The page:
Rev. Danielle K Bartz July 18, 2021
Exodus 35:4-21 “Explorers”
“To Captain Meriwether Lewis. The object of your mission is to explore the Missouri River, & such principal stream of it, as by its course and communication with the waters of the Pacific Ocean…may offer the most direct and practicable water communication across this continent for the purposes of commerce. – President Thomas Jefferson 1804”
The assumption was accepted by nearly everyone. The newly acquired Louisiana Territory would provide a direct water route across the continent, ensuring economic prosperity for the newly formed United States. President Thomas Jefferson enlisted highly respected Captain Lewis with a mission to explore the new territory and determine the easiest water route to the Pacific Ocean. Captain Lewis, along with his co-leader William Clark, put together a group of explorers of diverse backgrounds and skill sets, a group that would be known as the Corps of Discovery.
They knew the beginning of the expedition would be difficult. They would have to paddle upriver through completely unknown terrain. But, then, they assumed, would reach the continental divide, what they thought would be nothing more than a few rolling hills, and the course of the water would shift and it would just be quick day’s float downstream to the Pacific Ocean. The Corps of Discovery set out on their expedition weighed down by the assumption that the west of the continent would be the same as the east. That what they already knew would be what they would find. Along the way they did receive help and guidance the native people’s of this land. In fact the Mandan Tribe had warned the Corps of Discovery that mountains lay ahead. But, the mountains Lewis and Clark knew were the mountains of the east, the tree-topped rolling hills of the Appalachians.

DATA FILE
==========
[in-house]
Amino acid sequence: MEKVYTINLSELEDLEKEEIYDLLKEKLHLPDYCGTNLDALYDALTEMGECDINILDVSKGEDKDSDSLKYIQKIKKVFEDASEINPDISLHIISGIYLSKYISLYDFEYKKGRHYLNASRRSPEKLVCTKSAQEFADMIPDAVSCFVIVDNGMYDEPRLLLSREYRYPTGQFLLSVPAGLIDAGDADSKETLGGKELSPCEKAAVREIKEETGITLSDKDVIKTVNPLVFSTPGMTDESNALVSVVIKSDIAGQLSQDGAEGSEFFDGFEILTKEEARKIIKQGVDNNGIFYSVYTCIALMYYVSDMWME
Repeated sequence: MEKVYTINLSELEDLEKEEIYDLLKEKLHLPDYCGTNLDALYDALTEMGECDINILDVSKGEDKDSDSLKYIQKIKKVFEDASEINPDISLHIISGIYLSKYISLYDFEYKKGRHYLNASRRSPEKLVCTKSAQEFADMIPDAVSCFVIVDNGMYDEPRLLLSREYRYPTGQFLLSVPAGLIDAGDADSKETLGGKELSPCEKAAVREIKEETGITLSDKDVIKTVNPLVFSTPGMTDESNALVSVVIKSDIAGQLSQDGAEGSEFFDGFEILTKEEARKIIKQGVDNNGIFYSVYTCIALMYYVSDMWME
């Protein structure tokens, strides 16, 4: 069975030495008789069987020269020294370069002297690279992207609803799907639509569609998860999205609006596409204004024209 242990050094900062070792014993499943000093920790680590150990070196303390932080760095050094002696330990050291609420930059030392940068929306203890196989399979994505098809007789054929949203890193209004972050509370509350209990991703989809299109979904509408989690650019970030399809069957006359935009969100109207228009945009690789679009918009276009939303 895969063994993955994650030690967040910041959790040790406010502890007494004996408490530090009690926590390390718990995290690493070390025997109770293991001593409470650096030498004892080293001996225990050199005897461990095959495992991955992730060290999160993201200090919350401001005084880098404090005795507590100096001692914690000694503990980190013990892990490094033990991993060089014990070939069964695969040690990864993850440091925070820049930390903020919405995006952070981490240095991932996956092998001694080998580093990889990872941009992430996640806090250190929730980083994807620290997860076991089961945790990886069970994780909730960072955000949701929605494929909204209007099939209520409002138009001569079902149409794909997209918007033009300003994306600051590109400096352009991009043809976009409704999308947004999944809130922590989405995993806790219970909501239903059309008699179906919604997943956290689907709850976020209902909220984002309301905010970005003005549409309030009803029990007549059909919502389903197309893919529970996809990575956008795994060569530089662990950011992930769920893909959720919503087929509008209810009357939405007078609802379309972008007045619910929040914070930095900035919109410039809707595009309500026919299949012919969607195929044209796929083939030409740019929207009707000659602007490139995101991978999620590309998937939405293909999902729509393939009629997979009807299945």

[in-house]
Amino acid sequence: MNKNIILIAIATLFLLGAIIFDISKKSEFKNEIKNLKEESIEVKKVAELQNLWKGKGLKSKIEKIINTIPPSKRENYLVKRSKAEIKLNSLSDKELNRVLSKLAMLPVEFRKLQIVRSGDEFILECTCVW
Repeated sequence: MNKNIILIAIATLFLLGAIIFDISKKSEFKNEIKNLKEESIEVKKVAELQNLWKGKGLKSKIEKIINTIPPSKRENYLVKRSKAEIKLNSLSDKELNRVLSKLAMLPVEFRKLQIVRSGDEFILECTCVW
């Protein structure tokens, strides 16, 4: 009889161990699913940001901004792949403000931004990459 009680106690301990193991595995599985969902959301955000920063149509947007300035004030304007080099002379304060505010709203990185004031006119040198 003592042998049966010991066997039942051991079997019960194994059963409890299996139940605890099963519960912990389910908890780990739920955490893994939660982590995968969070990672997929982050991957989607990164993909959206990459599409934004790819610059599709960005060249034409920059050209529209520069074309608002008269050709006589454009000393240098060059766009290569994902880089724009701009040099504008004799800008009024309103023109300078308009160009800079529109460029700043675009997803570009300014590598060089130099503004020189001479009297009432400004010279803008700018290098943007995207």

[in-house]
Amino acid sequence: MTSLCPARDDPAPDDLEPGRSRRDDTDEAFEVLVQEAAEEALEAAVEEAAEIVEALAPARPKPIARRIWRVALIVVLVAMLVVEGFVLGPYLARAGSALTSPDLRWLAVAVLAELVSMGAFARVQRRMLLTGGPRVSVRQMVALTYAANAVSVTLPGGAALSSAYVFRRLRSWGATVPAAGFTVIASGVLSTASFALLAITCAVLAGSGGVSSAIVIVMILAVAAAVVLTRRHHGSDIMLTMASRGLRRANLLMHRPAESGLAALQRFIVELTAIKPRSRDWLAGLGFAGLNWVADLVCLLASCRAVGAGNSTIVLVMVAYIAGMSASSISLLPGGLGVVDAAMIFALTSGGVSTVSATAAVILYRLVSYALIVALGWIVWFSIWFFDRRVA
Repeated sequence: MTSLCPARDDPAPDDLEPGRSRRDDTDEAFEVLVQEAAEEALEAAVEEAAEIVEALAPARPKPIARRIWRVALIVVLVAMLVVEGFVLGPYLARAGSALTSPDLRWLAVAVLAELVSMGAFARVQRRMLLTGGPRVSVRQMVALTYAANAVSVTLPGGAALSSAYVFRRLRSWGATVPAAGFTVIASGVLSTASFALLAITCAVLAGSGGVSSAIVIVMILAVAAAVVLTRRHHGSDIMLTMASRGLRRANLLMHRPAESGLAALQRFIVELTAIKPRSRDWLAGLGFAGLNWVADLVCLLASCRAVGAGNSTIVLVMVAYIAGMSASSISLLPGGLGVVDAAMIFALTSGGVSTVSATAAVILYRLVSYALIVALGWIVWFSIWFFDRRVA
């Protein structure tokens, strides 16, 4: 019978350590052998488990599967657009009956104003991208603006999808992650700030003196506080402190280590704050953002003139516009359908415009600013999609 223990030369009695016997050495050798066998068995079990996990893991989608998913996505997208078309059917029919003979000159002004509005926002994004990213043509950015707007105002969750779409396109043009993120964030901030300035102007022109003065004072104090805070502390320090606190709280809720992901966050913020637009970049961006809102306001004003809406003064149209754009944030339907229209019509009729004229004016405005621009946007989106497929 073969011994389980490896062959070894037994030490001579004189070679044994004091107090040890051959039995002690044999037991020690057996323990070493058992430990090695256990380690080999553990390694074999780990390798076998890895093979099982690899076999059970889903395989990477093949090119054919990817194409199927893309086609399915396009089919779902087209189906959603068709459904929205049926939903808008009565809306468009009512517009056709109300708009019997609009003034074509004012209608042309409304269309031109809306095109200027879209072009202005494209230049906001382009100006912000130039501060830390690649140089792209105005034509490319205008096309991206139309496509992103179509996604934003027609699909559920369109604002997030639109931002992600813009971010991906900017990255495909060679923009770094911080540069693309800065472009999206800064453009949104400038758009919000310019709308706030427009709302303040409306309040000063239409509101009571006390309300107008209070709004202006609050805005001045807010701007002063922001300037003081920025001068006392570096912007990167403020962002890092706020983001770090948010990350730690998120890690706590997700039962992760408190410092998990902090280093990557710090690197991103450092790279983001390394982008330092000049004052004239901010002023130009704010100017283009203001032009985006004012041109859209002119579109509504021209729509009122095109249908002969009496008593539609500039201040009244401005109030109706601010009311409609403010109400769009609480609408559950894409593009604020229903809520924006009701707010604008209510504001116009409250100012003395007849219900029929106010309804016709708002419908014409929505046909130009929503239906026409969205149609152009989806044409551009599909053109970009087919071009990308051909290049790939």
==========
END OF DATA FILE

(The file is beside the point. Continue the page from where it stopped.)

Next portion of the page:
But, what lay ahead of them was not a range of mountains easily navigable like the Appalachians. Instead, what they discovered were the Rockies. It was terrain they had not only never seen, but couldn’t have possibly imagined. They assumed the path west of the continental divide would be the same as the path they had just canoed east of the divide. That it would be familiar and easy to manage because they would have experience in that type of terrain. And it would be downstream, with the Pacific Ocean, and its promise of prosperity, would be just beyond it. I remind you, this was not the theory of the ignorant few. Everyone new to this land believed it. But, there they were, staring at the Rocky Mountains ahead of them. This was not familiar and it didn’t take long for the group to realize that things were not going to be as easy as they suspected. The Corps of Discovery understood that they would be going off the map people had imagined.
They could have looked at those mountains and given up. Determined the challenge was impossible to overcome, return east to familiar footing and told President Jefferson the young nation would just have to make do with what they had and how they had always done things. It would have been an understandable decision. All they had were tools needed for navigating rivers. They didn’t have snowshoes or climbing gear. They had canoes. And they couldn’t ‘canoe the mountains’. They could have given up, but they didn’t. They were a professional group, determined, eager to serve, and believed strongly in their mission. They left their canoes behind, and relying on grit and the kindness of the Native Americans they encountered along the way, changed the course of our history.
We have spent the last month reflecting on how we have been dislocated because of the pandemic. We were dislocated historically, removed from what we thought we knew about ourselves. We found ourselves temporally dislocated, unable to track time easily as the daily habits of our lives changed. And our relational dislocation, a growing problem well before the pandemic, became acute as we struggled to relate through distance and polarization. And the final dislocation, physical, removed us from the embodied experiences we drew comfort in. We couldn’t gather in this familiar space. We couldn’t gather in person and instead had to live our lives physically separated. This is so opposed to how humans are wired to live, physical isolation is considered the cruelest form of punishment.